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Citrus Delight: What Does Yuzu Taste Like?

For those delighted by the charm of citrus fruits, there never is an end to discovering new ones to try and enjoy.

And today, we’ll be looking at the Japanese Yuzu, a fruit with hybrid origins and a taste profile no one seems to hate.

It’s not just an Asian delicacy; the world seems obsessed with its deliciousness.

What does Yuzu taste like? That’s a little tricky, so let’s explore everything about this fruit that has the appearance of lemons but is shaped like oranges.

What Is Yuzu?

Yuzu is the Japanese name for a winter citrus fruit in the Rutaceae family.

The fruit is yellowish-orange or green, resembles a grapefruit, and has an average diameter between 2 to 3 inches.

They sometimes grow up to 4 inches. Yuzu fruits are very aromatic and have many uses in the culinary world.

Besides, it is a rich source of vitamin C and many other nutrients.

So, Yuzu is not just healthy but also a staple item in cosmetics.

The fruit is quite expensive, and this is not without reason; the yuzu tree takes ten years to fruit.

However, its demand only grows because of its significance in the health, culinary, and beauty industries.

Culinary uses for Yuzu include manufacturing vinegar, liquor, teas, snacks, and many more.

There is also a Japanese ritual of using Yuzu for baths; this is believed to help the mind relax and cure colds.

China is the origin of Yuzu, produced as a hybrid between a mandarin orange and an Ichang papeda.

The plant is popularly cultivated in East Asian countries, Australia, France, Italy, New Zealand, and Spain.

What Does Yuzu Taste Like?

Understanding the flavor of Yuzu is easy because it tastes just like most citrus fruits– tangy but sweet.

Yuzu is sweet, tart, and citrusy.

You can think of it as a mix between lemon, lime, and grapefruits with a mild hint of mandarin.

Its aroma is fragrantly tangy and refreshing, while its texture is soft and juicy.

Ripe Yuzu has a sourness similar to lemons but doesn’t have the astringent properties of grapefruit.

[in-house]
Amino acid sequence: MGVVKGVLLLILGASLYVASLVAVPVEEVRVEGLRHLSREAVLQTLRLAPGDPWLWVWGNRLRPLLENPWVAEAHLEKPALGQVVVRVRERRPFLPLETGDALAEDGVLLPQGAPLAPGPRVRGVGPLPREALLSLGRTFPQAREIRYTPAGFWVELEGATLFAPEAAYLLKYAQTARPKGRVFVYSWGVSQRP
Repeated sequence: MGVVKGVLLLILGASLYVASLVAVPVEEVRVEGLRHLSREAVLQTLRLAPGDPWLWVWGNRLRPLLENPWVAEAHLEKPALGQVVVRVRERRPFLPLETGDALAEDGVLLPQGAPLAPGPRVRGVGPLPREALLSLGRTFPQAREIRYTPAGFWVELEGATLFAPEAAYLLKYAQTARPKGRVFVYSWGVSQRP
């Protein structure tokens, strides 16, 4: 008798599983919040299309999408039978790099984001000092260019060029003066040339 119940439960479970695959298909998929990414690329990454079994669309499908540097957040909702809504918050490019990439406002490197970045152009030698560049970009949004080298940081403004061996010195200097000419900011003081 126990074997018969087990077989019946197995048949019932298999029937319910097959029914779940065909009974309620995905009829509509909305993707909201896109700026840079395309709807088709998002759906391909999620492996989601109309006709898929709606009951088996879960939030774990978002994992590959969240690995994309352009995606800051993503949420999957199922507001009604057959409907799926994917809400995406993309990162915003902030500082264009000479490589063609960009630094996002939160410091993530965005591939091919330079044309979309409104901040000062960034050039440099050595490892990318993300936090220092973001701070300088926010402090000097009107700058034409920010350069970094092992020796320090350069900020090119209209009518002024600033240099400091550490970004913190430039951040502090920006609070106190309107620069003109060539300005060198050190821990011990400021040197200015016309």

However, raw Yuzu is unpalatably tart and unsuitable for culinary purposes.

You can find ripe ones in the winter months.

The complex taste of Yuzu makes its zest and juice suitable as a flavoring agent.

Unlike other citrus fruits, Yuzu doesn’t have much juice because their large seeds occupy much of the flesh’s space.

The zest has a floral aroma and is powdered for pastries and many snacks, including ice cream.

Moreover, you can use Yuzu as a substitute for most lemon recipes.

And if you’re curious, Yuzu is healthier than lemons.

Its vitamin C content alone is about twice that of lemons.

Moreover, Yuzu contains more minerals than lemon, contributing to its slight bitterness.

Yuzu indeed contains more nutrients than some of the world’s most famous citrus fruits.

But since the fruit is so rare, you can stick to lemons and other citrus fruits because something is better than nothing.

Foods flavored with Yuzu have a fragrant tangy aroma and can help with colds depending on how you pair them.

It is similar to most lemon-flavored foods, but Yuzu’s fragrance makes it more appealing to people as it heightens their appetite.

How to Cook and Serve Yuzu?

Since Yuzu has large seeds, you might find it difficult to eat as is.

Thankfully, there are many ways you can use it to make delicious foods suitable for any occasion.

  • Yuzu kosho: Kosho translates to ‘pepper’ in the Japanese tongue. Yuzu kosho is a Japanese condiment made of yuzu juice, zest, fresh chilies, and salt. It has a fresh, spicy flavor and is perfect for pairing with savory dishes.
  • Marmalade: If you’ve tried a lemon marmalade, you will surely love the yuzu version. It has a pleasant aroma, feels refreshing, and is deliciously sweet and sour on the palate. It’s best to remove much of the white parts of the rind so that the marmalade doesn’t turn bitter.
  • Yuzu-matcha tea: Yuzu pairs incredibly well with the earthy taste of matcha. Adding some yuzu juice to your regular cup of matcha tea gives a sweet, citrusy, and earthy taste. It is a refreshing tea to drink cold on summer days and also perfect for warming you up on a chilly winter evening. .
  • Cocktails: Add yuzu juice or powder to your favorite alcoholic beverages to give them a sour twist. Using the powder in your drink will give it a more floral accent. And if you choose to use the juice, use fresh ones and not bottled yuzu juice, as it will give a richer taste. .


Yuzu is one of those hybrid fruits that turned out just perfect for everyone’s palates.

It has the mild sourness of lemons, the sweetness of mandarin oranges, and the bitterness of grapefruits.

Every flavor that this fruit offers revives your palate, whether you’re enjoying the breeze on a hot day or are down with a cold that strips your taste buds of life.

Now that you know about the deliciousness of Yuzu, you shouldn’t think about debating whether to spend the extra money to try it when you find one.

The fruit is pretty rare, and you might not have another chance to buy it.

What Does Yuzu Taste Like? Does it Taste Good?

Andrew Gray
Eager to know the flavor of yuzu and whether it's delicious? Learn about the taste of yuzu and its culinary appeal.
5 from 1 vote
Prep Time 15 minutes
Cook Time 15 minutes
Total Time 30 minutes
Course Food Taste
Servings 1 Serving


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